Welcome back to our Video Q&A series! Today’s question comes from Chrissy: “Can you tell me how to make thick kefir?” You’ll see my answer in this video and post. There are two ways to get thicker kefir.
I’m at my friend Shannon’s Nourishing Days blog today, sharing how I make a big batch of cultured butter. How is this different than my cultured butter in the food processor? For one, it is a bigger batch, like 7 to 8 times bigger — instead of yielding 1 pound of butter, I get between 7 and 8. I like this because I can make more butter less often which equals less work. I also employ another time saver — culturing the cream while it’s still in the milk.
We get around 4 gallons of milk per day from our Jersey cow. For our family, this is plenty to make cheese, butter, kefir, ice cream and more — plus we have some to share with friends AND some to clabber (spontaneously sour) for the chickens and dog. I figured out a really easy way to get both clabber for the chickens and sour cream for us, with hardly any work at all. This week’s free video shows you how I do it.
Learn to make your own homemade flavored cream cheese, and you’ll never buy another tub again. Sure, the grocery store flavors taste good — but these taste fabulous (and are more healthy). Plus, there’s no limit to what flavors you can try! In this video excerpt from the Cultured Dairy & Basic Cheese eCourse, I show you how to make Onion-Chives or Cinnamon-Walnut cream cheese.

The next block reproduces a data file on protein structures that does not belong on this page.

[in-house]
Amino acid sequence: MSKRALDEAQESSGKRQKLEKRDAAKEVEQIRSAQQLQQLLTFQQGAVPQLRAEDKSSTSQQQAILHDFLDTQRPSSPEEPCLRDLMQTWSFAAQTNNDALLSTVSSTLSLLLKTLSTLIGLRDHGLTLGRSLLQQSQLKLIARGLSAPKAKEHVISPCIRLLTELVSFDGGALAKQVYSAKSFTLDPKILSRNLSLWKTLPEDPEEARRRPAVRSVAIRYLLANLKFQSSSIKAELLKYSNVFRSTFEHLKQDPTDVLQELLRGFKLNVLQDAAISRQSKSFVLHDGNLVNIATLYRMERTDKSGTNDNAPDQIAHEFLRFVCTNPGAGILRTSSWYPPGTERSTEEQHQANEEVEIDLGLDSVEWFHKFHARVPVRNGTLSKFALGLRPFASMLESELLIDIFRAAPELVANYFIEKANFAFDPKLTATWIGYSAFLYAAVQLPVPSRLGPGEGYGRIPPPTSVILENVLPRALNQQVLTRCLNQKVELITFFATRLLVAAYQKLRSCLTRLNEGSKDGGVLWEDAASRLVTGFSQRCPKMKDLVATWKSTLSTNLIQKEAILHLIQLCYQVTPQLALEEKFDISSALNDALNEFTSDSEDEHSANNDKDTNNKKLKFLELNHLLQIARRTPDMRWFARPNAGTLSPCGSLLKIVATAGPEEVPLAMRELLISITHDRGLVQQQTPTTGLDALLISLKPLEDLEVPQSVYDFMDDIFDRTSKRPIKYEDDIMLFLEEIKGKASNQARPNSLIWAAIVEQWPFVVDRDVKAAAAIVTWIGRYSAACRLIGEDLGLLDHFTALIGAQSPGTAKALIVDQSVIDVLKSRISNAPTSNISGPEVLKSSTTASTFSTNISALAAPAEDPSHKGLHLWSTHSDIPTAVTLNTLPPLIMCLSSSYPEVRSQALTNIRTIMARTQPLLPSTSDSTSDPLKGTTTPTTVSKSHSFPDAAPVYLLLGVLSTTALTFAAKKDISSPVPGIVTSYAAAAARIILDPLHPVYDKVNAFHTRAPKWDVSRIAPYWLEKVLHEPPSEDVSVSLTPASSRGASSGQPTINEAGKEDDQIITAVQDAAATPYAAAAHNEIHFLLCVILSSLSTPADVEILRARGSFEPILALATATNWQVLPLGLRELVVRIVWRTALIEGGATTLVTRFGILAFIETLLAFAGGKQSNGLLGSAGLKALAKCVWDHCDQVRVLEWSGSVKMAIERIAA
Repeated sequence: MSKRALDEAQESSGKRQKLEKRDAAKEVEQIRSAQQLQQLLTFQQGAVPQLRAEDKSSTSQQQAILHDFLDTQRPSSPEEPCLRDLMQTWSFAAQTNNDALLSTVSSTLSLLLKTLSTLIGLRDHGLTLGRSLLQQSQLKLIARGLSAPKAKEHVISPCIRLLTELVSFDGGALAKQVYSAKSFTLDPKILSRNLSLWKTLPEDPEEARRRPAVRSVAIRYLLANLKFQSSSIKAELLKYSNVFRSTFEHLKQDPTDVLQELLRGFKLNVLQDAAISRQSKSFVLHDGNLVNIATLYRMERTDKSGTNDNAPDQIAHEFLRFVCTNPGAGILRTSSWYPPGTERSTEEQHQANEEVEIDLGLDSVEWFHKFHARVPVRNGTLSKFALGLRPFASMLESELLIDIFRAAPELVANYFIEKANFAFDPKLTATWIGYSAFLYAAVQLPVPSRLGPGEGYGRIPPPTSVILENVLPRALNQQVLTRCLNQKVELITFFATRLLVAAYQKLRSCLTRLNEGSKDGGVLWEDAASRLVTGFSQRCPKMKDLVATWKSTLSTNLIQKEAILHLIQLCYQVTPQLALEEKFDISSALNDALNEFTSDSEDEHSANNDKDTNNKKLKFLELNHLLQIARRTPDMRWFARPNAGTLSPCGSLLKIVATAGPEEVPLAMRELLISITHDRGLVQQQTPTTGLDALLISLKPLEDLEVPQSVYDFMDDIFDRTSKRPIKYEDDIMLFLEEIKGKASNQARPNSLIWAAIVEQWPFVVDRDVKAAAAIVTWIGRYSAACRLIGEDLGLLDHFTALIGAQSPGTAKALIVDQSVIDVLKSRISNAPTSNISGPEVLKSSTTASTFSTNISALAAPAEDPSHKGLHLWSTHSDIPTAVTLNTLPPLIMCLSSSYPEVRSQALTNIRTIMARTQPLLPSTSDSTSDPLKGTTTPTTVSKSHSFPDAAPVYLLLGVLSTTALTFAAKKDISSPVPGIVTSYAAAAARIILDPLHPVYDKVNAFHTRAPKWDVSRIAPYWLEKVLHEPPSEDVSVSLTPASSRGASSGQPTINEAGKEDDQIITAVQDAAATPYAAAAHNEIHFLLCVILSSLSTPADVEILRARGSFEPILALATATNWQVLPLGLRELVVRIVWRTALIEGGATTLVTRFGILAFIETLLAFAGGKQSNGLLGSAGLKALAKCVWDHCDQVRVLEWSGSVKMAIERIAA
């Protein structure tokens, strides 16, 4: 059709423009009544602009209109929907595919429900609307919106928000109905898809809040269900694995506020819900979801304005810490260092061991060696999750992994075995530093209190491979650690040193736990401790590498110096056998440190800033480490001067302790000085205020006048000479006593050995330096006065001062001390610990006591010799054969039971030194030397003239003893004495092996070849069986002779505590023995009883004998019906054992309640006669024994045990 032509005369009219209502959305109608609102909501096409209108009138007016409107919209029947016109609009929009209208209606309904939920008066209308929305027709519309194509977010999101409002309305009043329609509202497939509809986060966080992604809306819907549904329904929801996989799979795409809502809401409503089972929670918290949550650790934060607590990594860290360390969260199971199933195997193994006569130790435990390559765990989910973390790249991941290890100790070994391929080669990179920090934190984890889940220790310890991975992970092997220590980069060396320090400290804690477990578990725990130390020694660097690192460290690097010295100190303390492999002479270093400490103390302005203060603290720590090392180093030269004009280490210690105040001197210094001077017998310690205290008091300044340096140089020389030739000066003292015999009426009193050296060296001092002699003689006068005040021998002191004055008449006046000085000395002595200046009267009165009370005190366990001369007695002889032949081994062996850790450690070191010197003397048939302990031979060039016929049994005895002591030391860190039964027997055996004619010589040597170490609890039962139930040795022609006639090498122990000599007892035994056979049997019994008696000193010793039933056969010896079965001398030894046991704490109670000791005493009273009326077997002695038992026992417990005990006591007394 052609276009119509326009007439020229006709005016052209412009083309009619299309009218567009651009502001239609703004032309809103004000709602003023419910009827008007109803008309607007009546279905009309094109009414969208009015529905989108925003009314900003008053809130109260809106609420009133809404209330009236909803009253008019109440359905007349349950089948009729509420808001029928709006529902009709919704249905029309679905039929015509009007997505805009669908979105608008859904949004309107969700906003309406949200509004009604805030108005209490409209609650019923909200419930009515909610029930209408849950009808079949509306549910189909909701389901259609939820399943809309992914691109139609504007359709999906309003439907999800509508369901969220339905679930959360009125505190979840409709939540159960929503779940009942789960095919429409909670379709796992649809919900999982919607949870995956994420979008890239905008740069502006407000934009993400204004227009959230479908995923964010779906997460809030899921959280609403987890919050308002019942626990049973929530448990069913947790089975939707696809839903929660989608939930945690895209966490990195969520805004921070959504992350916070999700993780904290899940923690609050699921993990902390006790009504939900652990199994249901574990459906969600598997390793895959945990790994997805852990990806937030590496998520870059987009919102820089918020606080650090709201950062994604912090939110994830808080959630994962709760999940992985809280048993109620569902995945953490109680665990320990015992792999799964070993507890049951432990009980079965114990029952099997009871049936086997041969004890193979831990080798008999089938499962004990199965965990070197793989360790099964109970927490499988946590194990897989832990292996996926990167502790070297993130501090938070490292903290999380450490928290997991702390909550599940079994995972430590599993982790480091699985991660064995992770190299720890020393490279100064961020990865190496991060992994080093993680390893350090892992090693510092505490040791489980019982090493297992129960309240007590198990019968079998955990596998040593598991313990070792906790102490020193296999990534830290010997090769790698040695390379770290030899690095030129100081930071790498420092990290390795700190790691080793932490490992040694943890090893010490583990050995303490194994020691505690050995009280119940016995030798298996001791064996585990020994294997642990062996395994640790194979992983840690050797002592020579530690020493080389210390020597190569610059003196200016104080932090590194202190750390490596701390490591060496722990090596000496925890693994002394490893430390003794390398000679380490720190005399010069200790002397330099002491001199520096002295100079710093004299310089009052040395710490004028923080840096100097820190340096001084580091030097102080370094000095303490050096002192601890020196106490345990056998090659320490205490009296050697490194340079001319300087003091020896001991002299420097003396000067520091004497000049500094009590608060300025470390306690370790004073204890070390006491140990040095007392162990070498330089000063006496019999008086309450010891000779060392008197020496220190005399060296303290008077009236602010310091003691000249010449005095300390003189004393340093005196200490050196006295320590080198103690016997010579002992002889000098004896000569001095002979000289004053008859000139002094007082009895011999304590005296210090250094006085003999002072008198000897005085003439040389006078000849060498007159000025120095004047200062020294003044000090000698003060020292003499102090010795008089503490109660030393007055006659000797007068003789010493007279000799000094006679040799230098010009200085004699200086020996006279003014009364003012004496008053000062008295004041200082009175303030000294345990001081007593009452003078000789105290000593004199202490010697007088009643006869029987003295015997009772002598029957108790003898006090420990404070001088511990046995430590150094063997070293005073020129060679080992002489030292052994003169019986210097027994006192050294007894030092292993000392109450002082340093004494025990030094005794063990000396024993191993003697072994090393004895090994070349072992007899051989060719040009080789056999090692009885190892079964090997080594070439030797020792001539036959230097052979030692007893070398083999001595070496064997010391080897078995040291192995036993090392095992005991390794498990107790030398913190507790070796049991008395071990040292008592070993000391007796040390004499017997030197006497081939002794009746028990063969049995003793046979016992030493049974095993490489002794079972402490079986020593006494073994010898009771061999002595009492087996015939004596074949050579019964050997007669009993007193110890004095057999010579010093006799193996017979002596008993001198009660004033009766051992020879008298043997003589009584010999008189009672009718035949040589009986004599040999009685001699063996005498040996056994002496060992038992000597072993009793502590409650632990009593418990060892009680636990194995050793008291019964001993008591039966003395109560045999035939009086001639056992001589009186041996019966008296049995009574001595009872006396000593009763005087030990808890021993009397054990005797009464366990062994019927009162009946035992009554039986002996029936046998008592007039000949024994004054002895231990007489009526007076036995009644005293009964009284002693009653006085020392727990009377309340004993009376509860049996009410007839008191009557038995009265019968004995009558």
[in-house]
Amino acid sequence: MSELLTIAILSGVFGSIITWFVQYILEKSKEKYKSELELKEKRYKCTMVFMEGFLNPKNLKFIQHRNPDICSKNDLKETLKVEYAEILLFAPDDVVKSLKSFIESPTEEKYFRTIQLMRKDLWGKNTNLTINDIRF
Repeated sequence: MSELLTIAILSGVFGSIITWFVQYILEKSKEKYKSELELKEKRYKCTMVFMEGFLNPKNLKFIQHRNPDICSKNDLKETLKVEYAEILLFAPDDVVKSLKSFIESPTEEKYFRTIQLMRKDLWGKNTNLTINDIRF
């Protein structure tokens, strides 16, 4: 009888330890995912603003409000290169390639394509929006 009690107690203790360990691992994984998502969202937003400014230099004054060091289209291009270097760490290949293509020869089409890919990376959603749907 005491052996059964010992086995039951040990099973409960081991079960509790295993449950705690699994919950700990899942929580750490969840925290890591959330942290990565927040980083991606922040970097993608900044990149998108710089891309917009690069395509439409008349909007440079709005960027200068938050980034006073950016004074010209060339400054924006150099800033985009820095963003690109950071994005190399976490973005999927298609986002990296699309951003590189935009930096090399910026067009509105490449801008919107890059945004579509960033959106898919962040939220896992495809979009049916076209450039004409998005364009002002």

Most cheese recipes tell you to wait on adding the starter culture until the milk gets to temperature — leaving it vulnerable to other cultures often found in a traditional kitchen (like sourdough, water kefir, dairy kefir, Kombucha, etc.). In this video and post, I show and tell when to add starter cultures — to give milk protection and ensure better cheese results!
In today’s free video and recipe, I show you a traditional Middle Eastern method of preserving yogurt cheese that requires no refrigeration. My grandmother and namesake, Tata Wardee, who has passed away, always had jars full of yogurt cheese balls available to add to our plates at breakfast, lunch and dinner!
Today’s question comes from DeDe: “I have some raw cream that’s been in my fridge for about a month. It now smells sour but not quite like sour cream. What can I do with it? It doesn’t smell “bad” necessarily like pasteurized cream would smell and it’s not clumpy. It’s very thick, though, just like thick cream.”